Koeppel: Because it is romantic and historic and fun and familiar to people; even those who don't know the movie have that iconic image of Laurel and Hardy and their piano in their subconscious. Plus, the "stair zones" of LA are in the hilly, older neighborhoods, which means between downtown and the Hollywood Hills. That puts the Music Box stairs at the geographic center. Finally, I used to live around the corner from there, so it was the first stairway I was aware of and so became the centerpiece of my personal routes.
Patch: This Big Parade will overlay another pedestrian event Saturday--the Echo Park Art Walk. What have you planned around that and how will it be complementary?
Koeppel: We're working together; the Art Walk is promoting the Big Parade for people who want to put some oomph into their promenade, and I've designed the Big Parade Echo Park route so that people can drop in and out of the stairway pieces and explore the art pieces. So I'm really glad that the Venn diagrams of our events intersect. I've pasted the relevant info on our Echo Park/Art Walk segment:
2:00 PM - MAIN LOOP OF THE DAY, Echo Park. Lots of options. This year, our primary segment coincides with the Echo Park Art Walk, so Paraders can mingle with art walkers, and vice-versa. If you want to see art and climb stairs, join us for a five mile loop that includes 20 public stairways - including the longest in LA - along with visits to the neighborhood's historic art landmarks, including the former cabin residences of pioneering Echo Park artists Paul Landacre and Edward Middleton Manigault, who literally died to preserve the purity of his work. As with all segments of the Big Parade, you'll be able to come and go as you please, so there are options with fewer stairways and as short as one mile. To join: meet the Big Parade group across the street from Elysian Heights Elementary School (NW corner of Baxter/Echo Park Avenue.).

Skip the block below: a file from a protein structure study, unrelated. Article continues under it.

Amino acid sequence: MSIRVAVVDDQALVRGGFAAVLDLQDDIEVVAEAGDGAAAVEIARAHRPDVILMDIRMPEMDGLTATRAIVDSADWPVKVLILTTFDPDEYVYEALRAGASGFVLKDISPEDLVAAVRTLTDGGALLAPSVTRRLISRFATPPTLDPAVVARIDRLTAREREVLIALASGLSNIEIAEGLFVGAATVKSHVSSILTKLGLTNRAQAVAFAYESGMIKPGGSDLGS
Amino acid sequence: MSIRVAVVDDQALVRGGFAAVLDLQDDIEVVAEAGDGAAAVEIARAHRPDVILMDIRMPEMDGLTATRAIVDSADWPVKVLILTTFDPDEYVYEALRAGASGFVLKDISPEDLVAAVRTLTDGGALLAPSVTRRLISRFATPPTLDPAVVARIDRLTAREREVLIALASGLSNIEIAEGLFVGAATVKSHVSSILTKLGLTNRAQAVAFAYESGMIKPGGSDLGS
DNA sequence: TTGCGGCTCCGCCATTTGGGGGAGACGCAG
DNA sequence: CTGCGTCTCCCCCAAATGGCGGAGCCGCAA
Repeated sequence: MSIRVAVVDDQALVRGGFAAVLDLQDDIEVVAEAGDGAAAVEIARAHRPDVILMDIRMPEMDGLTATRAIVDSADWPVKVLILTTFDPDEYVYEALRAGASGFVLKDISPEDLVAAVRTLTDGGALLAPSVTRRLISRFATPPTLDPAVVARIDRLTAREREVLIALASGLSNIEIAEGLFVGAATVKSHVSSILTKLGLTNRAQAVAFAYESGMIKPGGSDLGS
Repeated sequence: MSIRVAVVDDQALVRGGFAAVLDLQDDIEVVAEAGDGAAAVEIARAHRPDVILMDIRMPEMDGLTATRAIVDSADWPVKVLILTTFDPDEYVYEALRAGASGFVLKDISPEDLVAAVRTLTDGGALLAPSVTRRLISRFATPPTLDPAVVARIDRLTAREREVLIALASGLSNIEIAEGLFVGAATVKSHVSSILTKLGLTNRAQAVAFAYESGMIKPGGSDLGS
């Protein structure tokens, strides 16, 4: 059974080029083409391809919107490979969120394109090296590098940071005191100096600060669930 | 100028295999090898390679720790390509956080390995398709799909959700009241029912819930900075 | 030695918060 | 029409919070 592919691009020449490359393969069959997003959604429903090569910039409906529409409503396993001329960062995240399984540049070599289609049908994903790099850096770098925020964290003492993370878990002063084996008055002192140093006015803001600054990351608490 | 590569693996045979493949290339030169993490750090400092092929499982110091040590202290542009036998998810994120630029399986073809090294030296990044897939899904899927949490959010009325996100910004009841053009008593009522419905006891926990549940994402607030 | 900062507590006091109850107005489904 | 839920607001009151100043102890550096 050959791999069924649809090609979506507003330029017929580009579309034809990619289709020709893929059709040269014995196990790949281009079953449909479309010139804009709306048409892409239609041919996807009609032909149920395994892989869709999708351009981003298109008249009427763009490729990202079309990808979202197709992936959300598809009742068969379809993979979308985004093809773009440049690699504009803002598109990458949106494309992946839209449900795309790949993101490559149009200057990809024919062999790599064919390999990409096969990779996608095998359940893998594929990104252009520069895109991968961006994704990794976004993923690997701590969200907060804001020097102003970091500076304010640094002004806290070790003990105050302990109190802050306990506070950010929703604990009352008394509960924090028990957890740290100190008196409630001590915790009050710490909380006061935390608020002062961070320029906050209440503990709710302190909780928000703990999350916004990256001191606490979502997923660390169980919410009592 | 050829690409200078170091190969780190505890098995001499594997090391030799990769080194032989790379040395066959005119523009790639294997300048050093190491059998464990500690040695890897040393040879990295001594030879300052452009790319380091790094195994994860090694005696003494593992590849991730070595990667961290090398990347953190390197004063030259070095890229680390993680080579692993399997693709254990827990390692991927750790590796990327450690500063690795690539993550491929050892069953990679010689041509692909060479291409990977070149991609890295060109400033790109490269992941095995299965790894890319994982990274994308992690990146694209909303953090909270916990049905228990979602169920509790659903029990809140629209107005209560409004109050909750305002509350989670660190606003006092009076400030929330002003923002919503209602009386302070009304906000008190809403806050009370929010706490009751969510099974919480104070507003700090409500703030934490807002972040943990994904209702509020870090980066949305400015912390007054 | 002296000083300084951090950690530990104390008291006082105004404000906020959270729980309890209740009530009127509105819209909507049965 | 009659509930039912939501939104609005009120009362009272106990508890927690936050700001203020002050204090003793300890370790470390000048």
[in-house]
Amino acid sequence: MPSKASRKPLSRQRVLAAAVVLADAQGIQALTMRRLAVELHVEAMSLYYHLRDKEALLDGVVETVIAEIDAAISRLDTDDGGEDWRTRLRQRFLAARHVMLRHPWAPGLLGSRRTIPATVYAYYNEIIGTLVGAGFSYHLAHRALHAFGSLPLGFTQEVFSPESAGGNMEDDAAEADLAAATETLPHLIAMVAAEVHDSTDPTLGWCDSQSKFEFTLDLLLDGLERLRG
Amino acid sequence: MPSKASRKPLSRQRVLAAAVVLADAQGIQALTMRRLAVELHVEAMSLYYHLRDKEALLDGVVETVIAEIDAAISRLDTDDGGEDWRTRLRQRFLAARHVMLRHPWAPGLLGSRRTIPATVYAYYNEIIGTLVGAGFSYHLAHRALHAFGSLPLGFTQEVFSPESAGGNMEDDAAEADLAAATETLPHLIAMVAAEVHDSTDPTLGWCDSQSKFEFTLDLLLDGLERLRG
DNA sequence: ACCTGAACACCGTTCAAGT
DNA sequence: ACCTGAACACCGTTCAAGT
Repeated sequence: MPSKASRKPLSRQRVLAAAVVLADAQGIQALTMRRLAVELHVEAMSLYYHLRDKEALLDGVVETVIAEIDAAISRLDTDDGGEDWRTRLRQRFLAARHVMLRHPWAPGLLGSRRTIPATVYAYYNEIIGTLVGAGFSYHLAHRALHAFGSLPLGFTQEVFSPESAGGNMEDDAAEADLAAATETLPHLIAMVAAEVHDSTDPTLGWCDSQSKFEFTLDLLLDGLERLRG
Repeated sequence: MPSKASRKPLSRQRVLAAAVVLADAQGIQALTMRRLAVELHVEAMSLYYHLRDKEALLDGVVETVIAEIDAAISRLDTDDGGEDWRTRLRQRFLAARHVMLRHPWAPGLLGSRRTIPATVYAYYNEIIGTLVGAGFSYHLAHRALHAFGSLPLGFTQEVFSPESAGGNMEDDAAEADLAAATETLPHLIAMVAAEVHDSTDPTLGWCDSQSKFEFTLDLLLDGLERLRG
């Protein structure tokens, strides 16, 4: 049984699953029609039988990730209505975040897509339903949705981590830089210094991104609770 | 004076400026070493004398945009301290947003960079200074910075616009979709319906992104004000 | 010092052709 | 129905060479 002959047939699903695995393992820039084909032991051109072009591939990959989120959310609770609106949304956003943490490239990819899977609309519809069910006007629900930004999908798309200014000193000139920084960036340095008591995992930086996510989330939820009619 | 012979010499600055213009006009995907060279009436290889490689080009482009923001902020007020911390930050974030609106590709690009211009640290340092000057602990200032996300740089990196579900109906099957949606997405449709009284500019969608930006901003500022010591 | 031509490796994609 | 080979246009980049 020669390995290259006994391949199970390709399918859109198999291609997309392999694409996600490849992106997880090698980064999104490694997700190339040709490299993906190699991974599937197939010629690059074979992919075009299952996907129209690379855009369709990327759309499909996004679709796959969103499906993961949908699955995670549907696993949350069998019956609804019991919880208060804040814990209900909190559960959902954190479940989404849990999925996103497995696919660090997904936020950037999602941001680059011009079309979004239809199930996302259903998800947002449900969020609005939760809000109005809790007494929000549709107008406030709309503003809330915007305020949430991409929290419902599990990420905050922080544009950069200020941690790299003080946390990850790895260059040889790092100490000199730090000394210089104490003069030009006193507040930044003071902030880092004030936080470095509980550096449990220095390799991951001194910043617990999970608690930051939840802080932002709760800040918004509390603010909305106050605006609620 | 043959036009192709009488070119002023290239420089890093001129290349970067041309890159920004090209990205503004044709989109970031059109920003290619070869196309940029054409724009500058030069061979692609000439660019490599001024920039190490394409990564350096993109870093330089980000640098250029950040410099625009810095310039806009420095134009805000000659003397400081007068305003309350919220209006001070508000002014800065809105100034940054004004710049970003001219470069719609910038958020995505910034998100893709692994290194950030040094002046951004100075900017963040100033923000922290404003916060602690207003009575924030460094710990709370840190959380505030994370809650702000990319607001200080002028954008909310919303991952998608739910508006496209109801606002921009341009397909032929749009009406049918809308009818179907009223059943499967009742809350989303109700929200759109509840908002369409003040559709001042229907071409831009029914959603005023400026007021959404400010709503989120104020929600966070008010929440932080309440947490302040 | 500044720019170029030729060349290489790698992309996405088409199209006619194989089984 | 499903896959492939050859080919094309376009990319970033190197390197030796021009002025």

4:30 PM - Art/Music/Food Break (time approximate.) The group takes a half-hour break along Echo Park Avenue to mingle with the art walkers. The break point is Echo Park/Avalon. We reassemble a few blocks south - in front of Echo Park Fuels (aka Magic Gas) at 5PM to continue the Big Parade.
Patch: You're originally from New York and the Northeast. Has that somehow given you a unique perspective on stairways and the way they connect us to movement, transportation and health? (I know I gained six pounds almost immediately when I moved back to my native L.A. from NYC. I was no longer climbing historic subway staircases!)
Koeppel: I suppose my being a native of New York (Brooklyn and Queens) made walking/biking/transit feel like the way people get around in cities, as opposed to cars. I've been using all three modes as long as I can remember, and didn't get a driver's license till I was 20.
That said, I moved to L.A. in 1993 because of the unparalleled opportunities for self-powered recreation and transportation. (I came here because I was offered a job editing a bike magazine.) And I've loved the city--as a walker and bike rider--since then. I like the fact that L.A. is a huge, sprawling challenge, and I see navigation as a game. What I want the Big Parade to be is the ultimate expression of that game (and a public one.)